Thousands in dire peril on the Atlantic

Largest vessel afloat reported sinking head down; women put off in boats

Wireless call for help responded to by several ships, including Olympic

Cape Race, Newfoundland; April 15 [1912] –– At 10:25 o’clock last night, the White Star steamship Titanic called “C Q D” and reported having struck an iceberg. The steamer said that immediate assistance was required.

Half an hour afterward, another message came, reporting that they were sinking by the head and that women were being put off in the lifeboats.

The weather was calm and clear, the Titanic’s wireless operator reported. He gave the position of the vessel 40:46 north latitude and 50:14 west longitude.

The Marconi station at Cape Race notified the Allen liner Virginian, the captain of which immediately advised that he was proceeding for the scene of the disaster.

The Virginian at midnight was about 170 miles distant from the Titanic and is expected to reach that vessel by 10 am Monday.

The Olympic at an early hour Monday morning was in latitude 40:43 north and longitude 61:18 west. It was in direct communication with the Titanic, and now is making all haste toward the endangered liner.

The steamship Baltic also reported itself as about 200 miles east of the Titanic and was making all possible speed toward the other.

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The last signals from the Titanic were heard by the Virginian. At 12:27 am, the wireless operator on the Virginian says these signals were blurred and ended abruptly.

Largest vessel afloat

The Titanic, the largest vessel afloat, left Southampton April 10 on its maiden voyage for New York. It is a vessel of 46,338 tons, is 382 feet 6 inches long and displaces 60,000 tons. The Titanic carried about 1,300 passengers, of whom 350 were in the first cabin.

Among these are D Millet, the artist and president of the Consolidated American Academy at Rome; Major Archibald Butt, military aide to President Taft; C M Hays, president of the Grand Trunk railway; J Bruce Ismay, chairman and managing director of the White Star line; Henry B Harris, the American theatrical manager; W T Stead, Mrs Isidor Strauss, Mr and Mrs John Jacob-Astor, Mr and Mrs C D Widener, Benjamin Guggenheim and Mr and Mrs Harry Widener. Captain E J Smith is in command of the Titanic.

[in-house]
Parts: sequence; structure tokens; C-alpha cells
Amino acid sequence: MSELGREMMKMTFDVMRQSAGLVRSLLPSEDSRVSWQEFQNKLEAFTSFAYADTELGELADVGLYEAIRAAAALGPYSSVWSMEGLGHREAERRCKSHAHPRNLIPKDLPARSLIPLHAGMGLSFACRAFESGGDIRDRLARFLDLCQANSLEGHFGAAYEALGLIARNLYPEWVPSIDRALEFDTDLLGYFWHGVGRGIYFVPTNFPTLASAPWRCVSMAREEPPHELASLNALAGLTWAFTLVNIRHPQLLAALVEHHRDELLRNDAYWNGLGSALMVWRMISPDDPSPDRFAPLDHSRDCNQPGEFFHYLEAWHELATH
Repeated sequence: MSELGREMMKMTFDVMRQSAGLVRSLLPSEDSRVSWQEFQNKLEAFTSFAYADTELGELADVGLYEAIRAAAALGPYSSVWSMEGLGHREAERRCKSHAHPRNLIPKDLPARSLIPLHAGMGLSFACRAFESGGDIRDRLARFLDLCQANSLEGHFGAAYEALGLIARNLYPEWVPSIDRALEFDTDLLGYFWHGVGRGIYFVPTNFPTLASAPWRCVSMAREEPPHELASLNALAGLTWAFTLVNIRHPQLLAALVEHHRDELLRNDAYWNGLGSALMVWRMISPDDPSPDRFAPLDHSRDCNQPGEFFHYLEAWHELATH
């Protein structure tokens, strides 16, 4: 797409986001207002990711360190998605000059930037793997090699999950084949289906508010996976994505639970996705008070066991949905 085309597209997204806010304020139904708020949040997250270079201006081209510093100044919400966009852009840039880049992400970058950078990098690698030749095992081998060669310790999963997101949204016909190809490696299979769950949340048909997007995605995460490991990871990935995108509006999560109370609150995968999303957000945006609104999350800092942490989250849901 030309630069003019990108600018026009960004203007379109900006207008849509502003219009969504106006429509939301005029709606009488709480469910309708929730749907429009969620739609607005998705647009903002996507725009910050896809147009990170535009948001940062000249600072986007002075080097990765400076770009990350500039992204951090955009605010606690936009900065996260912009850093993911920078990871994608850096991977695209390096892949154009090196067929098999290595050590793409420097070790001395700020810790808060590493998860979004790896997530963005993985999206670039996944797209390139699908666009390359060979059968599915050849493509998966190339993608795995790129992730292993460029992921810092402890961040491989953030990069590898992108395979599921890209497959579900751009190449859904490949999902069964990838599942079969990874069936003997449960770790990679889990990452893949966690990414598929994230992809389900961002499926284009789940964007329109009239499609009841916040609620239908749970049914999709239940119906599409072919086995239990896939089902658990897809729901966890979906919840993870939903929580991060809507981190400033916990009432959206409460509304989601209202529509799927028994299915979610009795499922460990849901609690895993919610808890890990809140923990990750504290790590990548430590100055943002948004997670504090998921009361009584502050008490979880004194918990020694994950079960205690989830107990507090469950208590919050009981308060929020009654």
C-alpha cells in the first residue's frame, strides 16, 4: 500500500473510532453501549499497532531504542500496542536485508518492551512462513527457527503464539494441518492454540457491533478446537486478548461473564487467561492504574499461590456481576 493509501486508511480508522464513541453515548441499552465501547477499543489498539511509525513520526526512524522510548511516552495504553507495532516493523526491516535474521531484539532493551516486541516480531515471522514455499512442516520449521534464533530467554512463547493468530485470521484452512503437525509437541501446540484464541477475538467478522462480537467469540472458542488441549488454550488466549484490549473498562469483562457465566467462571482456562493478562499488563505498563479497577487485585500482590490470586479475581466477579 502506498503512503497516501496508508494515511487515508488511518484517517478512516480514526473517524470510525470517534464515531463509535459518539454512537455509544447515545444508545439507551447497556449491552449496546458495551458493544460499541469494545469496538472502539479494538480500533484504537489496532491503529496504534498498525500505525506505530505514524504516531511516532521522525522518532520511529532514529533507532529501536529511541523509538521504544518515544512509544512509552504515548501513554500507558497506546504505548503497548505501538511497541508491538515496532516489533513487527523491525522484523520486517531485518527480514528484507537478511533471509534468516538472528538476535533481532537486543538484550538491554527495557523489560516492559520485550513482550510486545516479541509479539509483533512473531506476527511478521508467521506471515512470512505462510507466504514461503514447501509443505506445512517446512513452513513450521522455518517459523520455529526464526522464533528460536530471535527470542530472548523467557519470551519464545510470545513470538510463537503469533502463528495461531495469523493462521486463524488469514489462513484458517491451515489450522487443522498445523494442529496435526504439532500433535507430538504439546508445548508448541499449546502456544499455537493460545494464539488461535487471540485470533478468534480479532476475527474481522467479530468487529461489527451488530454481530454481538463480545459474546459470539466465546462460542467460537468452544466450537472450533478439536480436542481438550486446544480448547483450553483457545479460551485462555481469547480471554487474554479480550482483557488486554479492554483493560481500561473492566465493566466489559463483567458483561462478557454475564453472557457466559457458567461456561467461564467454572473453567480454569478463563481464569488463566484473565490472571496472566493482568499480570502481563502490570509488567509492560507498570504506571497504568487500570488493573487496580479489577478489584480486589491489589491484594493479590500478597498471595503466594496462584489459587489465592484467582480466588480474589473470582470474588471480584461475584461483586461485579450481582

Whole trip eventful

The last communication with the Titanic was a wireless message received by the Marconi station at Cape Race, reporting it 1,284 miles east of Sandy Hook at 2:15 o’clock Sunday morning.

On leaving Southampton last Wednesday, the Titanic had a rather exciting moment. While passing the White Star liner Oceanic and the American liner New York, which were berthed alongside one another, the suction of the Titanic’s triple screws dragged the New York from its moorings. Its stern swung into mid-stream and narrowly escaped striking the Titanic.

Can accommodate 3,500

The Titanic is a luxuriously fitted vessel, and its accommodations for cabin passengers are elegant. It has accommodations for 3,500 persons and carries a crew of 860.

That icebergs are prevalent in the Atlantic just now was made known today when it was learned that the Cunard liner Carmania and the French liner Niagara had adventures with them last week. The Niagara had several plates stove off Grand Banks last Thursday, and the Carmania had an exciting day threading its way through floes.


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About this story

Source publication: The San Francisco Call (San Francisco, California)

Source publication date: April 15, 1912

Filed under: 1910s, Ephemera, Events, Newspapers, Notable people

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